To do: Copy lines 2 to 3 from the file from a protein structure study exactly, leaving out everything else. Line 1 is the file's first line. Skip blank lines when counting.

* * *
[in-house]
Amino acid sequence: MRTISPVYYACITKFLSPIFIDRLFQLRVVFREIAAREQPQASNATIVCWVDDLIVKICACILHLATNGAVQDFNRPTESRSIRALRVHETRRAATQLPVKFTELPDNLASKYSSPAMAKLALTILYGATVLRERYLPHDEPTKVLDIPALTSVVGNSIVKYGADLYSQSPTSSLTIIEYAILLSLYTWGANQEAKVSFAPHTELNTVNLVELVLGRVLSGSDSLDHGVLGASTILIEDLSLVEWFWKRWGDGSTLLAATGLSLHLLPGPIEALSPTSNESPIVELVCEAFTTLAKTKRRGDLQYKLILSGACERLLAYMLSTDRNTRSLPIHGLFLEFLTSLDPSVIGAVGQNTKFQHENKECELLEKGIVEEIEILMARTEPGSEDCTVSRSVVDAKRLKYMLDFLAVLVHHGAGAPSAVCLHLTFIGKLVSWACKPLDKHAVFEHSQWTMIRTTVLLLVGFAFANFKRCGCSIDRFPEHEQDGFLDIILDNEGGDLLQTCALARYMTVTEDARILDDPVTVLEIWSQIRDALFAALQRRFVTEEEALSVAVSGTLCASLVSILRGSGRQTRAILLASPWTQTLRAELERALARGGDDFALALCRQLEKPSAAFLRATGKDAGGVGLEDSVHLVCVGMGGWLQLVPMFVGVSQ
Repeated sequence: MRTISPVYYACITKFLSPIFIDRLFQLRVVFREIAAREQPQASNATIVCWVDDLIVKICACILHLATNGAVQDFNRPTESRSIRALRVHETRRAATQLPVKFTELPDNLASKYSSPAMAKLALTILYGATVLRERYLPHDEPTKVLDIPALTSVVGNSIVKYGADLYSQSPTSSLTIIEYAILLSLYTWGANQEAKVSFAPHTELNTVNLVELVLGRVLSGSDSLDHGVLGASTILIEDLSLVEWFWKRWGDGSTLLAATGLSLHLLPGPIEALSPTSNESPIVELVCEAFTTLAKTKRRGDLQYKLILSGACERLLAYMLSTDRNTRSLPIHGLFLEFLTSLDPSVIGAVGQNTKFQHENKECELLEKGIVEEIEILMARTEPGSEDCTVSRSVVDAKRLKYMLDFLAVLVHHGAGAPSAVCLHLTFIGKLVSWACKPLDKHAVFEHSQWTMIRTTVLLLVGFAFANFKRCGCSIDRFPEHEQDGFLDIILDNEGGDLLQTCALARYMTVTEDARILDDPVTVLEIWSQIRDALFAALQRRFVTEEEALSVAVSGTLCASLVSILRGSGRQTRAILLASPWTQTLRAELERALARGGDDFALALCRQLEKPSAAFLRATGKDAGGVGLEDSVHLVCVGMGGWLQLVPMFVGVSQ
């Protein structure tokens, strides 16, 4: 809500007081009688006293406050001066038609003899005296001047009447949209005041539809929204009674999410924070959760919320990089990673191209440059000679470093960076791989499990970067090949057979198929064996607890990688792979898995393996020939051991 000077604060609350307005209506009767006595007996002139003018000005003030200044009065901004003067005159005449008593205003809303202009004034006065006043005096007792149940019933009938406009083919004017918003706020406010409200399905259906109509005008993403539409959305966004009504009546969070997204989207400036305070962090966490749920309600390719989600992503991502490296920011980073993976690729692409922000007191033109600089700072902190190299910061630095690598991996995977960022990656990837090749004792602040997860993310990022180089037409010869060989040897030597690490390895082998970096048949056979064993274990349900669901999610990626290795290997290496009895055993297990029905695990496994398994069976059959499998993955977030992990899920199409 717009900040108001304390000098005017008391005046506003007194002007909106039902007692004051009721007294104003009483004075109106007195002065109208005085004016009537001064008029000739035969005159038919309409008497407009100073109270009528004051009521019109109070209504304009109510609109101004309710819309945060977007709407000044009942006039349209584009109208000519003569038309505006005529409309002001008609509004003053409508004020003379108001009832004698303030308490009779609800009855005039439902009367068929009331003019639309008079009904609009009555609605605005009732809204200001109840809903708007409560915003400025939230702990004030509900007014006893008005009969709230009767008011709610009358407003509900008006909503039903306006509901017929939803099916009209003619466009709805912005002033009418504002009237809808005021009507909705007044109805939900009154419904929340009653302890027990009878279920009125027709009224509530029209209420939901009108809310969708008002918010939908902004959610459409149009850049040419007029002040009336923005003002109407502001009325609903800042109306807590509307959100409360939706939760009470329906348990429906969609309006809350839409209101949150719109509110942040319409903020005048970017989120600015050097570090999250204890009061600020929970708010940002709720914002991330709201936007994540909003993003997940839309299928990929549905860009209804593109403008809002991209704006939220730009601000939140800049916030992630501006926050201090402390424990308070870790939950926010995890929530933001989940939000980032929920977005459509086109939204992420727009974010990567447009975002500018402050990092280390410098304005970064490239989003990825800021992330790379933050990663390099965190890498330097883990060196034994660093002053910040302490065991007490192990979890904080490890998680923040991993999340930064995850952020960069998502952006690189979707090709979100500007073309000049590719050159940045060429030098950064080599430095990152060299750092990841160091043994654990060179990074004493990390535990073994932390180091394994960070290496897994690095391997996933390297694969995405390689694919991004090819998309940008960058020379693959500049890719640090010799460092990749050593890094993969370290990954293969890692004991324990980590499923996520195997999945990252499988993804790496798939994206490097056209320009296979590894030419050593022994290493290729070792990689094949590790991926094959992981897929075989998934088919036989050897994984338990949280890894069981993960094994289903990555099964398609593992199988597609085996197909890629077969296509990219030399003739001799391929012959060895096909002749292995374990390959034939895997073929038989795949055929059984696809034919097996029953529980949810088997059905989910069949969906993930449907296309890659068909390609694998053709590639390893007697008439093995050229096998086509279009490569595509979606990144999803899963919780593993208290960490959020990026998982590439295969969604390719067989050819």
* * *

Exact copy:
Amino acid sequence: MRTISPVYYACITKFLSPIFIDRLFQLRVVFREIAAREQPQASNATIVCWVDDLIVKICACILHLATNGAVQDFNRPTESRSIRALRVHETRRAATQLPVKFTELPDNLASKYSSPAMAKLALTILYGATVLRERYLPHDEPTKVLDIPALTSVVGNSIVKYGADLYSQSPTSSLTIIEYAILLSLYTWGANQEAKVSFAPHTELNTVNLVELVLGRVLSGSDSLDHGVLGASTILIEDLSLVEWFWKRWGDGSTLLAATGLSLHLLPGPIEALSPTSNESPIVELVCEAFTTLAKTKRRGDLQYKLILSGACERLLAYMLSTDRNTRSLPIHGLFLEFLTSLDPSVIGAVGQNTKFQHENKECELLEKGIVEEIEILMARTEPGSEDCTVSRSVVDAKRLKYMLDFLAVLVHHGAGAPSAVCLHLTFIGKLVSWACKPLDKHAVFEHSQWTMIRTTVLLLVGFAFANFKRCGCSIDRFPEHEQDGFLDIILDNEGGDLLQTCALARYMTVTEDARILDDPVTVLEIWSQIRDALFAALQRRFVTEEEALSVAVSGTLCASLVSILRGSGRQTRAILLASPWTQTLRAELERALARGGDDFALALCRQLEKPSAAFLRATGKDAGGVGLEDSVHLVCVGMGGWLQLVPMFVGVSQ
Repeated sequence: MRTISPVYYACITKFLSPIFIDRLFQLRVVFREIAAREQPQASNATIVCWVDDLIVKICACILHLATNGAVQDFNRPTESRSIRALRVHETRRAATQLPVKFTELPDNLASKYSSPAMAKLALTILYGATVLRERYLPHDEPTKVLDIPALTSVVGNSIVKYGADLYSQSPTSSLTIIEYAILLSLYTWGANQEAKVSFAPHTELNTVNLVELVLGRVLSGSDSLDHGVLGASTILIEDLSLVEWFWKRWGDGSTLLAATGLSLHLLPGPIEALSPTSNESPIVELVCEAFTTLAKTKRRGDLQYKLILSGACERLLAYMLSTDRNTRSLPIHGLFLEFLTSLDPSVIGAVGQNTKFQHENKECELLEKGIVEEIEILMARTEPGSEDCTVSRSVVDAKRLKYMLDFLAVLVHHGAGAPSAVCLHLTFIGKLVSWACKPLDKHAVFEHSQWTMIRTTVLLLVGFAFANFKRCGCSIDRFPEHEQDGFLDIILDNEGGDLLQTCALARYMTVTEDARILDDPVTVLEIWSQIRDALFAALQRRFVTEEEALSVAVSGTLCASLVSILRGSGRQTRAILLASPWTQTLRAELERALARGGDDFALALCRQLEKPSAAFLRATGKDAGGVGLEDSVHLVCVGMGGWLQLVPMFVGVSQ